The opinion of the court was delivered by: BARRON P. MCCUNE
BARRON P. McCUNE, Senior District Judge
We consider a motion for summary judgment filed by Defendant Harleysville Life Insurance Company ("Harleysville"). Plaintiff Nancy Mardell alleges that she was terminated from her position as Regional Director of Life Insurance for Harleysville in violation of the Age Discrimination in Employment Act ("ADEA"), 29 U.S.C.S. § 621, et seq., and Title VII of the Civil Rights Act of 1964, 42 U.S.C.S. § 2000(e), et seq. We have jurisdiction pursuant to 28 U.S.C.S. § 1331. For the reasons discussed below, the motion for summary judgment will be granted.
Nancy Mardell applied for the position of Life Manager at Harleysville in December 1987.
Ms. Mardell submitted a resume and completed a job application. Contained on the job application Ms. Mardell signed is the following language:
"The information provided on this employment application is correct and complete to the best of my knowledge. I realize that falsification and/or incomplete information may jeopardize my employment now or in the future."
Both Glyn D. Mangum, then vice-president of sales, and William J. Forloine, then vice-president of marketing, interviewed Ms. Mardell. Mr. Forloine communicated to Mr. Mangum his impressions of Ms. Mardell. After considering Ms. Mardell's resume, job application and personal interview and Mr. Forloine's remarks, Mr. Mangum made the decision to hire Ms. Mardell. Ms. Mardell started work for Harleysville in February 1988.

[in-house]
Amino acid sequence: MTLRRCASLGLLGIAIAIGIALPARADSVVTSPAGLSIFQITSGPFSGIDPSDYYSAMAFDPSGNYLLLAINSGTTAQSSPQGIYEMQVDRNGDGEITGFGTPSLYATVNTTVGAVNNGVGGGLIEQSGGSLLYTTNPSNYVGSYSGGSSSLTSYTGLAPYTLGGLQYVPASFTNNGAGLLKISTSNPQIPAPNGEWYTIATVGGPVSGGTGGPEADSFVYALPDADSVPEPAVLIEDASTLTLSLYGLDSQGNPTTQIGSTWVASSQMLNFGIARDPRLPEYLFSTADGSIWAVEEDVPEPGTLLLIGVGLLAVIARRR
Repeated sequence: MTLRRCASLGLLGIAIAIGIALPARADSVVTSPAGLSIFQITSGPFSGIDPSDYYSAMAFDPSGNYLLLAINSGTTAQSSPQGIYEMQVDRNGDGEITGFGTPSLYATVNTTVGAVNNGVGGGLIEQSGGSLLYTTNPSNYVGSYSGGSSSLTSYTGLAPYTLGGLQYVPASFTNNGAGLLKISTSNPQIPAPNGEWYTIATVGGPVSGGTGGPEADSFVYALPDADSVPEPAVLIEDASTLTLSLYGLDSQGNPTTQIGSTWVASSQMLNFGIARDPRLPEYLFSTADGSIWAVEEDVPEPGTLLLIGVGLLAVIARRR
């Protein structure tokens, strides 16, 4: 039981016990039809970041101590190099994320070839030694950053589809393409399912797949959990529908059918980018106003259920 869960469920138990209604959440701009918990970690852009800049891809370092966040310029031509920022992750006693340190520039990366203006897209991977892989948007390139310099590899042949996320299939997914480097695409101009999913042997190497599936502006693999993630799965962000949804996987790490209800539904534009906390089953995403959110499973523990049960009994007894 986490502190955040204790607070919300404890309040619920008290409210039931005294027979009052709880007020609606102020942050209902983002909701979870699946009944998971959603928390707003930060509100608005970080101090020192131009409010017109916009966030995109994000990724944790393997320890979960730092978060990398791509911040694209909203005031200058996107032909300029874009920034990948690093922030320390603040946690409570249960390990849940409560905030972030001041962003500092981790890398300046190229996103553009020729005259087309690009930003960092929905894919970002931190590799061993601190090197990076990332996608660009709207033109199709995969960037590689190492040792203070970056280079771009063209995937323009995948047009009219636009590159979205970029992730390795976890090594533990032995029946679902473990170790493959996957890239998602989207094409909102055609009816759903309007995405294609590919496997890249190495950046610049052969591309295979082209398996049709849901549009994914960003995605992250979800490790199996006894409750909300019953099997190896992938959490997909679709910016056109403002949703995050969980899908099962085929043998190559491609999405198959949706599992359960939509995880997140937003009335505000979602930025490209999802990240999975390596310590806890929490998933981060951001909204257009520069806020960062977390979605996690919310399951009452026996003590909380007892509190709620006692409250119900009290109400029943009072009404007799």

Mr. Forloine, who became Ms. Mardell's direct supervisor when he became senior vice-president of marketing and sales, made the decision to terminate Ms. Mardell in February 1990 for stated reasons of poor performance. The within wrongful discharge action was filed September 6, 1991.
During the course of discovery, Harleysville learned for the first time that Ms. Mardell had misrepresented herself on her resume and job application. Harleysville has submitted the affidavits of Messrs. Mangum and Forloine which state that had they known of the alleged misrepresentations prior to hiring Ms. Mardell, they would not have hired her and had the alleged misrepresentations become disclosed during Ms. Mardell's employment with Harleysville, she would have been discharged immediately. According to Harleysville, Ms. Mardell misrepresented on her resume and job application that she had a college degree when she applied for the position at Harleysville and had had professional experience in various positions for which she had been paid.
When there is no issue of material fact and the moving party is entitled to judgment as a matter of law, summary judgment is proper. Celotex Corp. v. Catrett, 477 U.S. 317, 322, 91 L. Ed. 2d 265, 106 S. Ct. 2548 (1986). The burden is on the moving party to demonstrate that there is no genuine issue of material fact. Id. All inferences from the underlying facts are to be viewed in favor of the non-moving party. Anderson v. Liberty Lobby, Inc., 477 U.S. 242, 248, 91 L. Ed. 2d 202, 106 S. Ct. 2505 (1986). Once the moving party has sustained his burden of proof, "the opposing party must introduce specific evidence showing that there is a genuine issue for trial." Williams v. West Chester, 891 F.2d 458, 464 (3d Cir. 1989) (citation omitted).
The issue we address is whether after-acquired evidence of Plaintiff's resume and application fraud precludes Plaintiff from seeking relief under Title VII and the ADEA. The appellate courts are split on the issue and it has ...